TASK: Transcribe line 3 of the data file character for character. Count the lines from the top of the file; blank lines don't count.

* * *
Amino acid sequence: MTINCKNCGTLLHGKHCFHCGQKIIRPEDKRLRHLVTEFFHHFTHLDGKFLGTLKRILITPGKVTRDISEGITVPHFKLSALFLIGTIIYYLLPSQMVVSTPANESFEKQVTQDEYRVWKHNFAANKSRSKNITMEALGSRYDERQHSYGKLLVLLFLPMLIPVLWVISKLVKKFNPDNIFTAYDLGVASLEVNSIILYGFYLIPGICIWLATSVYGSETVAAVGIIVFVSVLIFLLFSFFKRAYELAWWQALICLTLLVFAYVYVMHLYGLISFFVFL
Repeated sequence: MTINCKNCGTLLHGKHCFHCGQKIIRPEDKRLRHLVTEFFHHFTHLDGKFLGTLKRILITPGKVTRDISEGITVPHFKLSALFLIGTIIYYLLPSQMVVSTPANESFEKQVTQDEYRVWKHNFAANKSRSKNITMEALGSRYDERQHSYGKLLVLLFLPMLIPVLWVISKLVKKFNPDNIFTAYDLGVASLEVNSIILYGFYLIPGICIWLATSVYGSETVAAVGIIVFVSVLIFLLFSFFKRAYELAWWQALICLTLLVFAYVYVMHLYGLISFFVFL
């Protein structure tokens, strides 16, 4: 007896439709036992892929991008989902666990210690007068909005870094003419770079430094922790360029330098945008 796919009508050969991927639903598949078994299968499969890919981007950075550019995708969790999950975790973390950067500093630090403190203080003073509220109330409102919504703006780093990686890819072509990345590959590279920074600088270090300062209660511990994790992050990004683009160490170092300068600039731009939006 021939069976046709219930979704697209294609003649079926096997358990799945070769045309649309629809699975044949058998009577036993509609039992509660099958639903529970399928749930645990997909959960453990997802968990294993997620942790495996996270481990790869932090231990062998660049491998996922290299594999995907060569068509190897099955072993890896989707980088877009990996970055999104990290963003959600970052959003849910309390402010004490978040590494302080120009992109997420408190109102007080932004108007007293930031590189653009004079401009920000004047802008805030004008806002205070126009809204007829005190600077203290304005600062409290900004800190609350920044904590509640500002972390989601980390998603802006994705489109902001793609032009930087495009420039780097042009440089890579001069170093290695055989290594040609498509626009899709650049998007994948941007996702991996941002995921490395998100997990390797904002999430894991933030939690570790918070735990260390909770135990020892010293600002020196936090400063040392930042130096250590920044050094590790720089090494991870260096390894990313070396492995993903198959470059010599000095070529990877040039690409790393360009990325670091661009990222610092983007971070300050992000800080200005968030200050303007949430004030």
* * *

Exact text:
């Protein structure tokens, strides 16, 4: 007896439709036992892929991008989902666990210690007068909005870094003419770079430094922790360029330098945008 796919009508050969991927639903598949078994299968499969890919981007950075550019995708969790999950975790973390950067500093630090403190203080003073509220109330409102919504703006780093990686890819072509990345590959590279920074600088270090300062209660511990994790992050990004683009160490170092300068600039731009939006 021939069976046709219930979704697209294609003649079926096997358990799945070769045309649309629809699975044949058998009577036993509609039992509660099958639903529970399928749930645990997909959960453990997802968990294993997620942790495996996270481990790869932090231990062998660049491998996922290299594999995907060569068509190897099955072993890896989707980088877009990996970055999104990290963003959600970052959003849910309390402010004490978040590494302080120009992109997420408190109102007080932004108007007293930031590189653009004079401009920000004047802008805030004008806002205070126009809204007829005190600077203290304005600062409290900004800190609350920044904590509640500002972390989601980390998603802006994705489109902001793609032009930087495009420039780097042009440089890579001069170093290695055989290594040609498509626009899709650049998007994948941007996702991996941002995921490395998100997990390797904002999430894991933030939690570790918070735990260390909770135990020892010293600002020196936090400063040392930042130096250590920044050094590790720089090494991870260096390894990313070396492995993903198959470059010599000095070529990877040039690409790393360009990325670091661009990222610092983007971070300050992000800080200005968030200050303007949430004030």